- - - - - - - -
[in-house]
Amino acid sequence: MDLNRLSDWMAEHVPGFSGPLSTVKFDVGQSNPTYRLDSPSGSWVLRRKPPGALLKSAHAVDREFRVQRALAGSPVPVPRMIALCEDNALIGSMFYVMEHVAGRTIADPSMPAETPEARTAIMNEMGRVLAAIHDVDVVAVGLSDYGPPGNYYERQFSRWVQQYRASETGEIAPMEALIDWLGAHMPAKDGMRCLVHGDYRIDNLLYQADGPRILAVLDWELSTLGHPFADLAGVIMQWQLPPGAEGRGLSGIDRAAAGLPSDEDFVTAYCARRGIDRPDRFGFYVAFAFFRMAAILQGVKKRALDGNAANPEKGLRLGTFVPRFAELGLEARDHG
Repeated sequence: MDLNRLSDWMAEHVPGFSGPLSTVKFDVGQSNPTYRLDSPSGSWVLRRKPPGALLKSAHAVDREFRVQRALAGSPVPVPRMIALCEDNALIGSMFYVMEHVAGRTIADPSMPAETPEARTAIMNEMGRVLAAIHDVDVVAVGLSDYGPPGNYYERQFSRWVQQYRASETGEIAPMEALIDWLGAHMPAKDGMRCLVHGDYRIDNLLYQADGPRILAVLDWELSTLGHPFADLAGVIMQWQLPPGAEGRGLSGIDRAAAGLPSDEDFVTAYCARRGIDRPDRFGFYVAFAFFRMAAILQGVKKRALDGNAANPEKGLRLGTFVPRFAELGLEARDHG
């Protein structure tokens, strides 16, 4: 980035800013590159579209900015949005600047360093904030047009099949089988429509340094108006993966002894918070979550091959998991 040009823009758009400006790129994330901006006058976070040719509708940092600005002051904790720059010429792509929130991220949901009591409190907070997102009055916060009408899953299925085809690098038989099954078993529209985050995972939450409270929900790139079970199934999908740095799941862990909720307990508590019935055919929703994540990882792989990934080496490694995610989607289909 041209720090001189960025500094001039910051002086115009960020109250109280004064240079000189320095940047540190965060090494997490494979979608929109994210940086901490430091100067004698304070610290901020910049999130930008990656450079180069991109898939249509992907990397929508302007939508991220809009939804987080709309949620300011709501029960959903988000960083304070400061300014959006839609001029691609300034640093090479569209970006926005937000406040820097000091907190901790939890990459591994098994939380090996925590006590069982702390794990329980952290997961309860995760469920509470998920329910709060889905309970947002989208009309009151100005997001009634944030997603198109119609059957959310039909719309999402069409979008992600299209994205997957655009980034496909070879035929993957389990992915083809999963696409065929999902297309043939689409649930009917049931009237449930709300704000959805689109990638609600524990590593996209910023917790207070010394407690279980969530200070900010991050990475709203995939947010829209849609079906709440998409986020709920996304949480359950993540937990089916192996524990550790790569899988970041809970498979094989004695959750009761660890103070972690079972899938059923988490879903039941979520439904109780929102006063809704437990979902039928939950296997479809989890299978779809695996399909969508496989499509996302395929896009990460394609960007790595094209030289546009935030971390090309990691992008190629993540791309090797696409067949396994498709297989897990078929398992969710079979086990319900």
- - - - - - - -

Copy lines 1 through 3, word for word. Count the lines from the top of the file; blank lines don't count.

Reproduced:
[in-house]
Amino acid sequence: MDLNRLSDWMAEHVPGFSGPLSTVKFDVGQSNPTYRLDSPSGSWVLRRKPPGALLKSAHAVDREFRVQRALAGSPVPVPRMIALCEDNALIGSMFYVMEHVAGRTIADPSMPAETPEARTAIMNEMGRVLAAIHDVDVVAVGLSDYGPPGNYYERQFSRWVQQYRASETGEIAPMEALIDWLGAHMPAKDGMRCLVHGDYRIDNLLYQADGPRILAVLDWELSTLGHPFADLAGVIMQWQLPPGAEGRGLSGIDRAAAGLPSDEDFVTAYCARRGIDRPDRFGFYVAFAFFRMAAILQGVKKRALDGNAANPEKGLRLGTFVPRFAELGLEARDHG
Repeated sequence: MDLNRLSDWMAEHVPGFSGPLSTVKFDVGQSNPTYRLDSPSGSWVLRRKPPGALLKSAHAVDREFRVQRALAGSPVPVPRMIALCEDNALIGSMFYVMEHVAGRTIADPSMPAETPEARTAIMNEMGRVLAAIHDVDVVAVGLSDYGPPGNYYERQFSRWVQQYRASETGEIAPMEALIDWLGAHMPAKDGMRCLVHGDYRIDNLLYQADGPRILAVLDWELSTLGHPFADLAGVIMQWQLPPGAEGRGLSGIDRAAAGLPSDEDFVTAYCARRGIDRPDRFGFYVAFAFFRMAAILQGVKKRALDGNAANPEKGLRLGTFVPRFAELGLEARDHG